4. Inspect the Pressure Plate and Clutch Disc
Check the pressure plate for grooves along the surface. Also check if the springs are level with each other, complete, and straight. If none of the springs are missing or bent or there are no deep grooves, your pressure plate is still serviceable.
Now, inspect the clutch disc for signs of wear. You can tell if it’s worn out by looking at the rivets. If the rivets are sticking out of the clutch material, that means that the clutch lining is worn out.
Also, check the springs and the spline section of the disc for looseness or play. If these things are present, it may be time to replace the clutch. You should consider an ACT clutch that has a steel-backed lining for greater burst strength and durability.
5. Check the Flywheel and Pilot Bearing
With the pressure plate and clutch disc removed, the flywheel is now exposed. Again, you’re looking for deep grooves and cracks. You’re also checking for signs of extreme heat checks such as discoloration on the metal and hot spots.
These are indicators that the flywheel is in contact with the rivets and that the clutch is slipping.
For minor grooves and discoloration, flywheel replacement may not be necessary. The flywheel can be resurfaced by your local mechanic and is usually not that expensive. But make sure that the flywheel is re-machined if you’re going to install a new clutch.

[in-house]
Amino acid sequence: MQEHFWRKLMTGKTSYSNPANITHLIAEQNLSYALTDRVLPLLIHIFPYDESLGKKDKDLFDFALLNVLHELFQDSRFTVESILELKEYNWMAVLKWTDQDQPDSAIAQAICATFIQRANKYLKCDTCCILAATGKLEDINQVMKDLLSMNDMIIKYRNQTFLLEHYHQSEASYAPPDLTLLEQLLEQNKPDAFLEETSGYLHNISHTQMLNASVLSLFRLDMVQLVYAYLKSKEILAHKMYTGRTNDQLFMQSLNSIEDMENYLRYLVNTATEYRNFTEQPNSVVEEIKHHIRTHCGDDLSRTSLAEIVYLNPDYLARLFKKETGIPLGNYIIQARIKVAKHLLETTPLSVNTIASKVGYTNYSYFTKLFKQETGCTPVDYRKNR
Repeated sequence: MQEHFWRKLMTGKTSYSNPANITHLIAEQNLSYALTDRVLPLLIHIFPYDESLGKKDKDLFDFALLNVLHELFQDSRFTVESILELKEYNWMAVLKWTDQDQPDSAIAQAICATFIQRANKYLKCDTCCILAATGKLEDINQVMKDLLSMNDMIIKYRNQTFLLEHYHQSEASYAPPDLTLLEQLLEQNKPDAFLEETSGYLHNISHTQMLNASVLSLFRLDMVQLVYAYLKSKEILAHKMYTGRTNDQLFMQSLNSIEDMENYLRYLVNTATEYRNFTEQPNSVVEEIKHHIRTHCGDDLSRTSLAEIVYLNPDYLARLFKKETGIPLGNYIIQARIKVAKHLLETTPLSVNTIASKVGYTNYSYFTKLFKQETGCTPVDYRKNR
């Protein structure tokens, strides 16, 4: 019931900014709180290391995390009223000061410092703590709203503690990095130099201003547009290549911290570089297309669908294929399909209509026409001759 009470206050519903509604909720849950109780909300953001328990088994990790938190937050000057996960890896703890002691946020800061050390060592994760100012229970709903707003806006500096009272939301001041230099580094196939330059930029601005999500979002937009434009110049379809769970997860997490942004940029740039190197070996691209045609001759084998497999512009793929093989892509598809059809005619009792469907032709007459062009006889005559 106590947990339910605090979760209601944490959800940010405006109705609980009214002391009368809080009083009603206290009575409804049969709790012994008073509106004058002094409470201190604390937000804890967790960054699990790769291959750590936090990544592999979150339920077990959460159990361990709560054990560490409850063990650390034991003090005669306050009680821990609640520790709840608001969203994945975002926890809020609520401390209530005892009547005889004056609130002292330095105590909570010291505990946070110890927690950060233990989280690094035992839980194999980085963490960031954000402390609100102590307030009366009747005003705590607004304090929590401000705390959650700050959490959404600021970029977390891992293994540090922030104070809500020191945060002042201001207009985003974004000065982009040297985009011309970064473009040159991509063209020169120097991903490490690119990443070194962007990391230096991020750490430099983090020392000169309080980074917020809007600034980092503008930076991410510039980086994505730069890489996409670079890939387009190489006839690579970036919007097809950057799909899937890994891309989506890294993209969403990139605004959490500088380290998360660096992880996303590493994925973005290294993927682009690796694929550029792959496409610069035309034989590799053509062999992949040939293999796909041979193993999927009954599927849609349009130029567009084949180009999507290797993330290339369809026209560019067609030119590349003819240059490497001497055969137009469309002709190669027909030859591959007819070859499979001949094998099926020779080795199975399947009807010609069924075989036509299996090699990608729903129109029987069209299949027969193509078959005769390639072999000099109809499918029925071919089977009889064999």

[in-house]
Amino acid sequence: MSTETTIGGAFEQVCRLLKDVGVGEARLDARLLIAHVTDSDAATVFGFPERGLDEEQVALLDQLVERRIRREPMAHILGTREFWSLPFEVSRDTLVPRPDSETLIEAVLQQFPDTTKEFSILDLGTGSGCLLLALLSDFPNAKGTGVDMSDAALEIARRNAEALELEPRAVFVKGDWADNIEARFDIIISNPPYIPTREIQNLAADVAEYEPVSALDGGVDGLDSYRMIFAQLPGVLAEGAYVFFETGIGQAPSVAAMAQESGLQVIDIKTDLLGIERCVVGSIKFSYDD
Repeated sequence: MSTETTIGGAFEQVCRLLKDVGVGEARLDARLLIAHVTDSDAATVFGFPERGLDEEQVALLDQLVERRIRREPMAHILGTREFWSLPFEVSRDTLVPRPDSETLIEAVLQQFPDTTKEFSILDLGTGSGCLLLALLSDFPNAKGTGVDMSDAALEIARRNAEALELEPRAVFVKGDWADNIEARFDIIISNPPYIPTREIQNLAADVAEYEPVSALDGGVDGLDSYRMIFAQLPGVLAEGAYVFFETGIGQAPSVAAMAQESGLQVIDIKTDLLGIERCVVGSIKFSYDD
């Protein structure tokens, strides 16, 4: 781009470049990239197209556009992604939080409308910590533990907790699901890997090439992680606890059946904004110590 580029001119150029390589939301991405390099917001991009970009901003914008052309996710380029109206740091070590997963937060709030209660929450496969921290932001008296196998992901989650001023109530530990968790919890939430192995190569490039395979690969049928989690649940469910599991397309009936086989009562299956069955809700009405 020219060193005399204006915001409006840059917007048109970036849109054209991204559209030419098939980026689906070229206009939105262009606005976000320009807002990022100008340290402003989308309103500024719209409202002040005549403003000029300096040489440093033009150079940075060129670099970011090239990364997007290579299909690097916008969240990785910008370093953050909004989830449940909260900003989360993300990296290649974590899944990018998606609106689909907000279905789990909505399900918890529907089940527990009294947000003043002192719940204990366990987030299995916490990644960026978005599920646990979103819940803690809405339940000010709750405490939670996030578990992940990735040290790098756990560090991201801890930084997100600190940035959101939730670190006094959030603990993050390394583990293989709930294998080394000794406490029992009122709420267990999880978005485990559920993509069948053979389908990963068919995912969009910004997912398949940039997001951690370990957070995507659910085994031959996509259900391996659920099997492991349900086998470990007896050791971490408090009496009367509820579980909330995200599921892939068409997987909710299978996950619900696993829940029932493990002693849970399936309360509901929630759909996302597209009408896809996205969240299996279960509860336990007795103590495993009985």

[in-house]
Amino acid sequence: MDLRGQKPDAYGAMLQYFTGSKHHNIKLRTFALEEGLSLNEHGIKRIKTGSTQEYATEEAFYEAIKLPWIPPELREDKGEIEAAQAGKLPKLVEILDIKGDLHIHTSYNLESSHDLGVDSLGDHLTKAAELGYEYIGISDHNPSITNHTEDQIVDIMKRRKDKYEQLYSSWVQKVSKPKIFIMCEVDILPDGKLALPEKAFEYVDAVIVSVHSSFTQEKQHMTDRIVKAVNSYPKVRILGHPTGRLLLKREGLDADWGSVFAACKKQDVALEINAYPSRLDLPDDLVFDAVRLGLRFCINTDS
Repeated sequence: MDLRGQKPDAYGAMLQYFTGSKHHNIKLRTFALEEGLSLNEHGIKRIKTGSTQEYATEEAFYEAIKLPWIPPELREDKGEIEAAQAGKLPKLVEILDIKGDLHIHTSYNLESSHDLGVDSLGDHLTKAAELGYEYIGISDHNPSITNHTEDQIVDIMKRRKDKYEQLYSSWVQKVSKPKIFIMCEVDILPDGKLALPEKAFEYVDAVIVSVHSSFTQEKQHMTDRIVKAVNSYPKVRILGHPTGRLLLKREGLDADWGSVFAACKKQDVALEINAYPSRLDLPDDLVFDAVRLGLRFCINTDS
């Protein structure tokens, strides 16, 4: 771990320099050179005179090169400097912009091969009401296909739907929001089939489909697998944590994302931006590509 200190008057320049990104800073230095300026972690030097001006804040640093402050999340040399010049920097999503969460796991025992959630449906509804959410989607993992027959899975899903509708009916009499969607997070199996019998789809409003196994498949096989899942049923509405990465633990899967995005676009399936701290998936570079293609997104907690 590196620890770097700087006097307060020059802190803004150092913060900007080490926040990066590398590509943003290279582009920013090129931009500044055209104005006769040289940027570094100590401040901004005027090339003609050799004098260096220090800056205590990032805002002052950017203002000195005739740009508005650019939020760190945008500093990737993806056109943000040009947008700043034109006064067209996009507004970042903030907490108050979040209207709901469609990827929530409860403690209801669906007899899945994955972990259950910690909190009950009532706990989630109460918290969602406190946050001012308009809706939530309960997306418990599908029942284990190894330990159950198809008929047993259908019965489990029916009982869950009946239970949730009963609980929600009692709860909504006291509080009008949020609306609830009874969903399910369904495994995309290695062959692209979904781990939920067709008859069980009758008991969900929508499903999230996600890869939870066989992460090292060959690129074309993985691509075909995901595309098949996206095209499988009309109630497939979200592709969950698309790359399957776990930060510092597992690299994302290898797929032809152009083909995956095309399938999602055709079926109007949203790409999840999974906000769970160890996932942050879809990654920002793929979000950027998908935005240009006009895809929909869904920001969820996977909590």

The pilot bearing at the center of the flywheel can be worn out or locked up. If this happens, you’ll have to replace the pilot bearing. To remove the pilot bearing, you’ll need a special tool or this ingenious method with grease and bread.
6. Install the New Clutch
With a new or resurfaced flywheel in place, you can now install the new clutch disc. But before doing so, use brake cleaner to remove grease and dirt from the surfaces of the flywheel and pressure plate.
Next, slide in the clutch disc guided into proper position by the clutch alignment tool. After that, you can bolt the pressure plate back on. Use a torque wrench to tighten the bolts to factory specifications.
7. Replace the Throw-Out Bearing
The throw-out bearing is part of the transmission that has a high failure rate. When replacing the clutch, it’s highly advised to replace the throw-out bearing as well.
8. The Last Step in How to Replace a Clutch: Testing
Once you’ve put everything back together, it’s important to test the performance of your new clutch. Drive it around the block, and listen for squeaking, rattling or chatter which should not be present.
Replacing a Clutch Is Tough but Doable
We didn’t say that it was going to be easy. But it’s something that you can do by yourself as long as you have a systematic approach. Knowing how to replace a clutch is valuable knowledge that can help you save a lot of money.
Did you find this article useful? For more car repair and maintenance tips and advice, don’t hesitate to check out our other posts.